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► Rebecca Wackym left, listens to statement by delegate from South Sudan

Rebecca Wackym, 1L, Executive Council

My role as a delegate for the Republic of Niger in the Executive Council was not only as an advocate for the interests of Niger, but also a servant to the interests of the entirety of the African Union. As a member of the Executive Council, I was not required to draft or advocate for a resolution. I introduced a hypothetical crisis situation caused by Boko Haram to the committees, who then had to create resolutions to solve the crisis.

Regarding the process, I had to work with other delegates in the Executive Council to first decide on how to setup the crisis in a way that would guide them to a solution while simultaneously, allowing each committee to achieve the goals set forth in the Union’s Agenda 2063.

The Executive Council ferociously debated how we wanted to achieve these goals in the context of the Boko Haram crisis. For example, we contemplated:

  • Would we ask the Committee on Peace and Security to involve states with more resources to combat Boko Haram?
  • Would we rather rely on our own resources, even though we had far less than the Americans?

I had to advocate for a position that struck a balance between safety and sovereignty of Niger and the goals of the Agenda. We eventually negotiated an agreement to ask the committees to formulate plans in a tiered manner, which put the African Union’s sovereignty first, but allowed for support outside of the Union.

However, our work did not end with tasking the committees. We also were tasked with creating a final report, called a “communiqué.” We had discretion to adopt an entire committee’s resolution, or certain parts, or to scrap the entire resolution and draft our own. At this point, we divided into groups so that we could discuss the edits, if any, that we wanted to make to the resolution. I was asked to look over the Committee on Democracy, Governance, and Human Rights’ resolution because the other delegates believed that my whole t3 months in law school afforded me more expertise in regards to judicial reform in the African Union. Drafting the communiqué might have been one of most hectic couple of hours, but with exceptional teamwork we churned out a comprehensive report.

My takeaway from this experience is that the diplomatic system works well when all the parties decide put the interest in solving the crisis above their own individual interests. The Executive Council ran efficiently when we all saw each other as colleagues working towards a common goal rather than a competition of whose interest would be given most prominence.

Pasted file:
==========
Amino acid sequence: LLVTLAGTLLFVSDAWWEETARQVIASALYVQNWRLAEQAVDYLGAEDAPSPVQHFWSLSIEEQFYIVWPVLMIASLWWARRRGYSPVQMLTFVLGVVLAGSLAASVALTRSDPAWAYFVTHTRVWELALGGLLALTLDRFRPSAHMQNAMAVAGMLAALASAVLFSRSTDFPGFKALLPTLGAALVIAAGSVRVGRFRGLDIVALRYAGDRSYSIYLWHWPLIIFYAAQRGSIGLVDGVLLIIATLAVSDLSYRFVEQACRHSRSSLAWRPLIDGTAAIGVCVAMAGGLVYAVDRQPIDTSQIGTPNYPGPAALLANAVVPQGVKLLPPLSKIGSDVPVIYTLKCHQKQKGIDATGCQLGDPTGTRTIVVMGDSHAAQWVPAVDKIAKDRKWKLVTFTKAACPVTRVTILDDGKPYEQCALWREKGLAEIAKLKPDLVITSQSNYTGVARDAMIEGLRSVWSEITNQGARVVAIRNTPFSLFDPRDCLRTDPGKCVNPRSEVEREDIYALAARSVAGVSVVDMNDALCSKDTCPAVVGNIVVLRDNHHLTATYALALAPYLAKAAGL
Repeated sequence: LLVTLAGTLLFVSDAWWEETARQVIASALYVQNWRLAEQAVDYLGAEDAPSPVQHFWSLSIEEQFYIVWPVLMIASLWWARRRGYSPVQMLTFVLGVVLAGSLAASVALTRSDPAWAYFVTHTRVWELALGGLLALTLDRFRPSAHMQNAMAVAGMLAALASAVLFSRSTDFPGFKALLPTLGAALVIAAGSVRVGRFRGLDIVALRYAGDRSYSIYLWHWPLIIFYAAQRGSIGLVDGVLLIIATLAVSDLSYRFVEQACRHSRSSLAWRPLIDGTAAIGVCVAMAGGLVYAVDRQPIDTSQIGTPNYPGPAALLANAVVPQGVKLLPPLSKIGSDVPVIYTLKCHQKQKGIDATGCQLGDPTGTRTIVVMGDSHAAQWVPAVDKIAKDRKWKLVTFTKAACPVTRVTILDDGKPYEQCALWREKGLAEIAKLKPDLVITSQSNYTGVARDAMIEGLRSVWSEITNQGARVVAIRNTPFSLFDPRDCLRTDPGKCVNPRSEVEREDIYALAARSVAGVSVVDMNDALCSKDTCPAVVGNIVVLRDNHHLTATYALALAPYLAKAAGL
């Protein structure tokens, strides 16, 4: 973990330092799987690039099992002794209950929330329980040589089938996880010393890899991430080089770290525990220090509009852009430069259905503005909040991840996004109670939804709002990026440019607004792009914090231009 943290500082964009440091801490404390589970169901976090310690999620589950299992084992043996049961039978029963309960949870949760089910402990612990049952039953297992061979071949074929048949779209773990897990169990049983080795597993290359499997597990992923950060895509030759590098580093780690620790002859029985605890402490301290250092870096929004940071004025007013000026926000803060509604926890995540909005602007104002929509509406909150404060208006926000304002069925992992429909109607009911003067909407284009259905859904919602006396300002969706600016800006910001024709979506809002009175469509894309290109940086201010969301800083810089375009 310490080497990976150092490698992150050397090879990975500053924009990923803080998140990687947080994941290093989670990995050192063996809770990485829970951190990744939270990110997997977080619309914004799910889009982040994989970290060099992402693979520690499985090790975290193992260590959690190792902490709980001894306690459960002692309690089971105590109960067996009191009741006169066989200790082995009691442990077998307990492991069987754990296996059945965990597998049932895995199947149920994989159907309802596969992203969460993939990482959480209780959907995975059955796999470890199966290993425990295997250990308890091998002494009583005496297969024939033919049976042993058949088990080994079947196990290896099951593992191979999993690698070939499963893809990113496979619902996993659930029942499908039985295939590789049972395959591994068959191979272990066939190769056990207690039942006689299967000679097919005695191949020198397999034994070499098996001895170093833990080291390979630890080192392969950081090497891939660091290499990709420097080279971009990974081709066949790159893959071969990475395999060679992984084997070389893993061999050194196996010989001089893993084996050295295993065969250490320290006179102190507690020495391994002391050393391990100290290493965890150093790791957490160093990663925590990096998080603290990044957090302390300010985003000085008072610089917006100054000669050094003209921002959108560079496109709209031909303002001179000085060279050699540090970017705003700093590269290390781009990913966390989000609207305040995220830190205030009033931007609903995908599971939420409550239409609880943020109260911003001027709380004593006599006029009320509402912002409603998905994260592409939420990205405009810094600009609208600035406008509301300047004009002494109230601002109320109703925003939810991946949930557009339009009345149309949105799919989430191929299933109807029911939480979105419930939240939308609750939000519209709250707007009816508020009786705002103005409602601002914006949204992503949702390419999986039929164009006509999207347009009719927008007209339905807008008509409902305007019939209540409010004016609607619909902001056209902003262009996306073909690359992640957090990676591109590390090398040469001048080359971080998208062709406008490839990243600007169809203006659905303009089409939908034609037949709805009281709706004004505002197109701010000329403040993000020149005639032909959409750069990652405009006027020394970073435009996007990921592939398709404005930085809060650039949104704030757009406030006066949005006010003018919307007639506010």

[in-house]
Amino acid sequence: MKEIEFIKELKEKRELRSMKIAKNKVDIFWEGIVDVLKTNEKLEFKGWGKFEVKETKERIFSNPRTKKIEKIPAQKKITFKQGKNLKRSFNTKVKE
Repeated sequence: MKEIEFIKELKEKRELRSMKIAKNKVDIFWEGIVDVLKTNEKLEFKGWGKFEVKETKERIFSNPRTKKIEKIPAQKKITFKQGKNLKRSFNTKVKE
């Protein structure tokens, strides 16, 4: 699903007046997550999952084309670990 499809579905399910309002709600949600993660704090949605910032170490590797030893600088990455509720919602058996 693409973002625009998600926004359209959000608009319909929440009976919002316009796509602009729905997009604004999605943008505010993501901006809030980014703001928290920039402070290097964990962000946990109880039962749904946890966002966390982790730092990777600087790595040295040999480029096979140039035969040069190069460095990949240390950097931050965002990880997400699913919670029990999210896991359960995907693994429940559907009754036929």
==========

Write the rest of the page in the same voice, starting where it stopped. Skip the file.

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From left, team members Shummi Chowdhury, Amanda Hoefer, and Chanel Chauvet

Amanda Hoefer, 1L, Committee on Democracy, Governance and Human Rights

I was fortunate enough to be able to participate in the 2016 Southeastern Model African Union Competition held at UGA, with the support of both the Dean Rusk International Law Center and the UGA Department of African Studies. I represented the Republic of Niger in the Committee on Democracy, Governance, and Human Rights, and helped with the drafting of four resolutions, addressing a wide spectrum of issues, including the scope and jurisdiction of the African Court on Human and Peoples’ Rights, the use of transitional justice as a means of compensating victims of human rights abuses, the reduction of corruption throughout the continent, and the African Union’s role in promoting economic growth throughout the diaspora.

The most rewarding aspect of this experience was working with undergraduate students with little experience in mock diplomacy; having participated in Model United Nations in high school, I was able to use my rusty knowledge of parliamentary procedure to help steer my fellow delegates to a rewarding and enriching resolution. Diplomacy competitions are an incredible opportunity to flex your teamwork muscles and to collaborate on creative solutions to complex problems; in a word, competitions like SEMAU are empowering. I enjoyed watching those in my committee who had never participated in a similar competition become increasingly confident in their public speaking and critical thinking skills, and loved having a chance to dig into complicated diplomatic problems myself.

I also enjoyed having the chance to learn about African culture and politics, having never had a particular opportunity to immerse myself in the topic before this competition. While preparing for the competition during the Fall semester of my 1L year was a bit stressful, my inner-diplomacy nerd jumped at the opportunity to do some research about Niger and the AU, and to delve into the complex policy problems that we were asked to face. I’m incredibly grateful to both Georgia Law’s Dean Rusk International Law Center and the University of Georgia African Studies Institute for their patronage and support in this endeavor, and look forward to competing again at the national competition in February.

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On behalf of Niger, Johann Ebongom (center) joins in discussion

Johann Ebongom, LLM, Committee on Economic Matters